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Film Review: Danish Drama 'Applause' Deserves A Standing Ovation
Applause is a truly sobering character study. This is not to make light of the Danish film's portrayal of alcoholism, but to testify how realistic it gets, and how low it goes. You'll think twice before stopping for drinks afterward. But Applause is no heavy-handed buzz-kill. There's a real clarity amidst the pain, and an impressive lead performance seizes all empathy and never lets go.
Applause follows Thea (Paprika Steen of The Celebration and Lars Von Trier's The Idiots & Dancer in the Dark), an actress who lost everything to alcoholism. Fittingly, the film is rough, with a minimal aesthetic of muted colors and wavering camera. It feels like a hangover, and this disorientation thrusts us into Thea's dizzying mindset from the first moment. The framing latches onto her throughout the remaining 80 minutes; one literally cannot look away.
Not that Steen would let you. Applause rests entirely on her shoulders; she knows it's a Herculean effort, and she knows that you know it. Lost in fits of ego & insecurity, Thea is an erratic and, frankly, terrible person. Her desperate bids to see her young sons are the only thing tying her to this world. But she'll go through hell just to spend a moment with them. Steen focuses that passion, her eyes burning bright within that cold, dead shell. It's truly captivating, and despite Thea deserving everything wrong with her life, we can't help but stay with her every step of the way.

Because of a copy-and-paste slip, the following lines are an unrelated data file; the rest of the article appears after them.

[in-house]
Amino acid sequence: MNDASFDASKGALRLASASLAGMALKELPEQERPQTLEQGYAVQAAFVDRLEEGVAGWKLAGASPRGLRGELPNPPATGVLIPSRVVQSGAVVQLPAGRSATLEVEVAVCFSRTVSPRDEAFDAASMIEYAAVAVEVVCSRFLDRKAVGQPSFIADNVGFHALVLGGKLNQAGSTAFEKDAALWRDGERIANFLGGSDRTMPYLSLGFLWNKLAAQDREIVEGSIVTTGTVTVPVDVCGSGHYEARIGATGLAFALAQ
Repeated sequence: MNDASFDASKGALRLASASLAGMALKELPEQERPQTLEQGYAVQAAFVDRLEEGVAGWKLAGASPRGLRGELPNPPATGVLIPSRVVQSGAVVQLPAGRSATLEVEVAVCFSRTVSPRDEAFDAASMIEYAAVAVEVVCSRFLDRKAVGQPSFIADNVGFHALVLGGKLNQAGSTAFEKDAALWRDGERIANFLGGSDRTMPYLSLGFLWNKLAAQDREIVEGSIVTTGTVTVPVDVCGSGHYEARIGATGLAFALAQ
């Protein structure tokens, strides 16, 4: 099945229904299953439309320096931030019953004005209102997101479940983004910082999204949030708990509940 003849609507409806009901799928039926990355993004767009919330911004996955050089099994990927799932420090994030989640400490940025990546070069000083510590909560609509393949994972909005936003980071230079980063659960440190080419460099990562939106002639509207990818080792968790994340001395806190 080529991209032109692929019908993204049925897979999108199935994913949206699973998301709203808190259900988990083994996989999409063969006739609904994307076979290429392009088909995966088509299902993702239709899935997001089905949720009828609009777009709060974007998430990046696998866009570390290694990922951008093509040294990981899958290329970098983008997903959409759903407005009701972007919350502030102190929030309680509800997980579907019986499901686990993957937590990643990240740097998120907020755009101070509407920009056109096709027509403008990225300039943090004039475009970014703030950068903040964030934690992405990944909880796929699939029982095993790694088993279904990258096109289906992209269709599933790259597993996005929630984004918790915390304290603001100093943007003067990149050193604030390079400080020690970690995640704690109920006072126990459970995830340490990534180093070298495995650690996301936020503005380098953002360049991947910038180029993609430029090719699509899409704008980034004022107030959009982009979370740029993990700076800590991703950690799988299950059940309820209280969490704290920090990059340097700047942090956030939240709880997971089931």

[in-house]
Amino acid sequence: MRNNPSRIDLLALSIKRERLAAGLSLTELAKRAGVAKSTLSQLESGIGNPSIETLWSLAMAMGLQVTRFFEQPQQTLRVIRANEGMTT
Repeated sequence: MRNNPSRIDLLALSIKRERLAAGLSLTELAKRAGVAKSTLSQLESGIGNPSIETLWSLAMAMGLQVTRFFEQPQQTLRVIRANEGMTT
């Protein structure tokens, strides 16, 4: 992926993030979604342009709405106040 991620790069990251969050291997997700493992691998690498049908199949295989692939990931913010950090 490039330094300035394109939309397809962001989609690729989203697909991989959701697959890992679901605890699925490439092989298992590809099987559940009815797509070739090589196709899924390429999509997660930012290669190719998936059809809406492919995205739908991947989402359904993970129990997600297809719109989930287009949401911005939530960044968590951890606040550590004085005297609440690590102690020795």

There's yet another phenomenal aspect to Steen's performance. Between bouts of the bottle, Thea vies for a career comeback as Martha in Who's Afraid of Virginia Woolf? For those keeping score at home - first, Steen asks us to rally behind an abusive alcoholic, and then challenges one of Elizabeth Taylor's most iconic roles! But European arthouse is the perfect training to upset Hollywood royalty; Steen makes the role-within-a-role her own, with a performance every bit as powerful as Taylor's.
Applause borrows from Denmark's Dogme 95 tradition & is a spiritual relative to the mumblecore movement. By stripping filmmaking down to its essentials, it allows the raw talent and emotion in front of the camera to come through. Anyone up to lobby the Academy for next year's Oscars?
Applause is playing at Laemmle's Sunset 5. Check their site for showtimes.
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